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Is Privacy necessary to Democracy?

 
 
vikorr
 
  1  
Reply Fri 23 Oct, 2020 06:21 pm
@maxdancona,
Quote:
Could you explain how the government would use these capabilities to significantly change the current struggle with subversive groups?
I did this in my original few posts.

I would accept your scepticism if it came with you acknowledging realities and your did a projection with explanation. No one persons view is correct, and even my view is a hypothetical projection on the way things are going. They may not play out the way I project.
maxdancona
 
  0  
Reply Fri 23 Oct, 2020 06:25 pm
@vikorr,
I just reread your posts.

Even assuming that the government has all of the capabilities you outline, you don't explain how the government would use these capabilities to significantly change the current struggle with subversive groups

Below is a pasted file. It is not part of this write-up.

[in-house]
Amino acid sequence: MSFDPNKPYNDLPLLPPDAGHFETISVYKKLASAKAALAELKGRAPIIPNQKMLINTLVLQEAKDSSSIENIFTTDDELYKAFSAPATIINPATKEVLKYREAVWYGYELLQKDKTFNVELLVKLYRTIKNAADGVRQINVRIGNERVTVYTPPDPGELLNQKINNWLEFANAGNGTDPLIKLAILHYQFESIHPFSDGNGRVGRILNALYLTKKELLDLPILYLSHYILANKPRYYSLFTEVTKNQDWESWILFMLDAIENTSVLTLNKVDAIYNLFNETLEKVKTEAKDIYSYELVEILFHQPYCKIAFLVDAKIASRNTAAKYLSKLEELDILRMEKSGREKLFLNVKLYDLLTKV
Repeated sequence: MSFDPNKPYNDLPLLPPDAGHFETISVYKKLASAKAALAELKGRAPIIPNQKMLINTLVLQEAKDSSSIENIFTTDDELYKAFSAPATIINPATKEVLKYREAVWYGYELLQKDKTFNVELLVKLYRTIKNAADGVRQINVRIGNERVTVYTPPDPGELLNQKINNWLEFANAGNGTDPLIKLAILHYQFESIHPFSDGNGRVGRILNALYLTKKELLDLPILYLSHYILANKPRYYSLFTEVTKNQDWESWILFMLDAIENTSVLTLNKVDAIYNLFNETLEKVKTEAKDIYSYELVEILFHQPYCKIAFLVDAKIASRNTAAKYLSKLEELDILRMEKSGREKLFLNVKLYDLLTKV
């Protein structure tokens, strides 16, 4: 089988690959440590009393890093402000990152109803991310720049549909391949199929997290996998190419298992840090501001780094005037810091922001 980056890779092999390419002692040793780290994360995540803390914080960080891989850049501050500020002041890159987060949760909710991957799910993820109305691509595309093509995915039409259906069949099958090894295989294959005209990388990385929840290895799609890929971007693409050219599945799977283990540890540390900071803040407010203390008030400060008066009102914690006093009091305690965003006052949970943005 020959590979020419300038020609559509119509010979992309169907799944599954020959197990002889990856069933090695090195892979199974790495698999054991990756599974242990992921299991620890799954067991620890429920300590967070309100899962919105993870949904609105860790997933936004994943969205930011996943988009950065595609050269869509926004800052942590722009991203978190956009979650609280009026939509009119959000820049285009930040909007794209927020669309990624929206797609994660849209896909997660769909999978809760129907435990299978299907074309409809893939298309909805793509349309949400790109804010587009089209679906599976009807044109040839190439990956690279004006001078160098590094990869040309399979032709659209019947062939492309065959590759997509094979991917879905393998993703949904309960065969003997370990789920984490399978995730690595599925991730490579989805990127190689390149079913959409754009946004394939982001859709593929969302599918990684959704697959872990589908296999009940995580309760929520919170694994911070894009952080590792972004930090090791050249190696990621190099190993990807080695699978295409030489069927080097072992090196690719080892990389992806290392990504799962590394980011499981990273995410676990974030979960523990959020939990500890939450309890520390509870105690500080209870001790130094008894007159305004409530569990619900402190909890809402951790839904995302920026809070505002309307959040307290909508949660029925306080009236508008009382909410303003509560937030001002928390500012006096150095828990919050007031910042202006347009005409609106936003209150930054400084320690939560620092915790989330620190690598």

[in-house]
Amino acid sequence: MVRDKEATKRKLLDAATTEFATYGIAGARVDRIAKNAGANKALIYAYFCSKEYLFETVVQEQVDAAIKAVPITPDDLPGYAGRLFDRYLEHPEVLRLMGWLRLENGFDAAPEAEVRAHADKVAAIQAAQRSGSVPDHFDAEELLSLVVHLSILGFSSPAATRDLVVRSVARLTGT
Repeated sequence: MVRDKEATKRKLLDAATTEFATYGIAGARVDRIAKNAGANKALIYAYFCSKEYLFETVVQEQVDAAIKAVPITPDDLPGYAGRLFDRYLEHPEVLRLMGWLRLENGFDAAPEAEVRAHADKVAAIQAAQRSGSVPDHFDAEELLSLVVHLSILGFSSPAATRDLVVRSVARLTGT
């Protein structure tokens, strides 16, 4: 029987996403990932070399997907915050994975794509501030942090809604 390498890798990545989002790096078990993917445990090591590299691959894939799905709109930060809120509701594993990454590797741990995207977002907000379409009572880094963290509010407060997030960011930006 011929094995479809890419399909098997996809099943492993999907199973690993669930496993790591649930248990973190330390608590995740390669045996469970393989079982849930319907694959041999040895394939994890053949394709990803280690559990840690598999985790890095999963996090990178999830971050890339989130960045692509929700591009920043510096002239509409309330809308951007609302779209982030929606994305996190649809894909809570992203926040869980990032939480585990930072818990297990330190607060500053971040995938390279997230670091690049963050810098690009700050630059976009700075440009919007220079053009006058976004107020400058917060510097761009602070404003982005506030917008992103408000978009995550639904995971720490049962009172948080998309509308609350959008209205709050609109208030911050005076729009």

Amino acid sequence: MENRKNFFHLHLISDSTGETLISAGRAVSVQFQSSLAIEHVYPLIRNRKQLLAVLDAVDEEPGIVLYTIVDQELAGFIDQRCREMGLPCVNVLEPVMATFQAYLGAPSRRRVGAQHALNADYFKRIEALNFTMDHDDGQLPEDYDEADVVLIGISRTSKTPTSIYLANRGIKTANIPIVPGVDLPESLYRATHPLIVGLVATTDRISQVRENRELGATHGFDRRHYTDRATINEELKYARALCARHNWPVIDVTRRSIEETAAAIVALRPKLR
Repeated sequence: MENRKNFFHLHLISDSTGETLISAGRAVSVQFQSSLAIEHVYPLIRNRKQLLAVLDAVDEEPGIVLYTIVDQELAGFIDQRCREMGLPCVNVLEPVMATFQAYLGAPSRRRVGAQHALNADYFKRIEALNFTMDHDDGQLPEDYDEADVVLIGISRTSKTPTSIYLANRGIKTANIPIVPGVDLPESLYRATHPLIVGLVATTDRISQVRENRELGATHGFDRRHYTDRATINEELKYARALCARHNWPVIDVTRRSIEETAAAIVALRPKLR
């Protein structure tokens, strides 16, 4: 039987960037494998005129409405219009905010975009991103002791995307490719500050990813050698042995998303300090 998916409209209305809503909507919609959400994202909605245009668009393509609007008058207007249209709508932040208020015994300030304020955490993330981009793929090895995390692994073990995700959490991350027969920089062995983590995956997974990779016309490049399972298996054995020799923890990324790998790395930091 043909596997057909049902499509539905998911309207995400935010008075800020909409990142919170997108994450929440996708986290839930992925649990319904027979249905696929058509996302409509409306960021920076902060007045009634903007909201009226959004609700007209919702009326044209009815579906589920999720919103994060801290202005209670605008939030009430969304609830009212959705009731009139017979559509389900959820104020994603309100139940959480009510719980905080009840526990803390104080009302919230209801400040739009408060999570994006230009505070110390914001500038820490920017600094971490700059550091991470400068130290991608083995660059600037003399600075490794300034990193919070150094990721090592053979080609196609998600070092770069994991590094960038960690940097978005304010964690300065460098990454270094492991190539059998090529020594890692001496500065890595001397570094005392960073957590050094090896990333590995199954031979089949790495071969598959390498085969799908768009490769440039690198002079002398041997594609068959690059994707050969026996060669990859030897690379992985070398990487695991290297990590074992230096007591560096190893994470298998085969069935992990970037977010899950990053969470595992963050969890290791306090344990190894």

maxdancona
 
  0  
Reply Fri 23 Oct, 2020 06:30 pm
You would like to think that we could use magic AI software to eliminate terrorists, or child pornographers, or meth dealers....

It doesn't work that way. Human beings are complex and resourceful. All of the computerized technology in the world doesn't fix that.
0 Replies
 
roger
 
  1  
Reply Fri 23 Oct, 2020 06:31 pm
@maxdancona,
maxdancona wrote:

I am skeptical there will be any significant impact on a government's ability to deal with subversives.

So, what's the counterbalancing benefit to our declining privacy?
maxdancona
 
  0  
Reply Fri 23 Oct, 2020 06:46 pm
@roger,
roger wrote:

maxdancona wrote:

I am skeptical there will be any significant impact on a government's ability to deal with subversives.

So, what's the counterbalancing benefit to our declining privacy?


Just for the record... I am not against privacy (well, I am a moderate with a complex range of opinions). What I am pushing back on here is what I see as a one-sided attack on technology that exaggerates the capabilities and their effects.

Specific benefits to "declining" privacy include...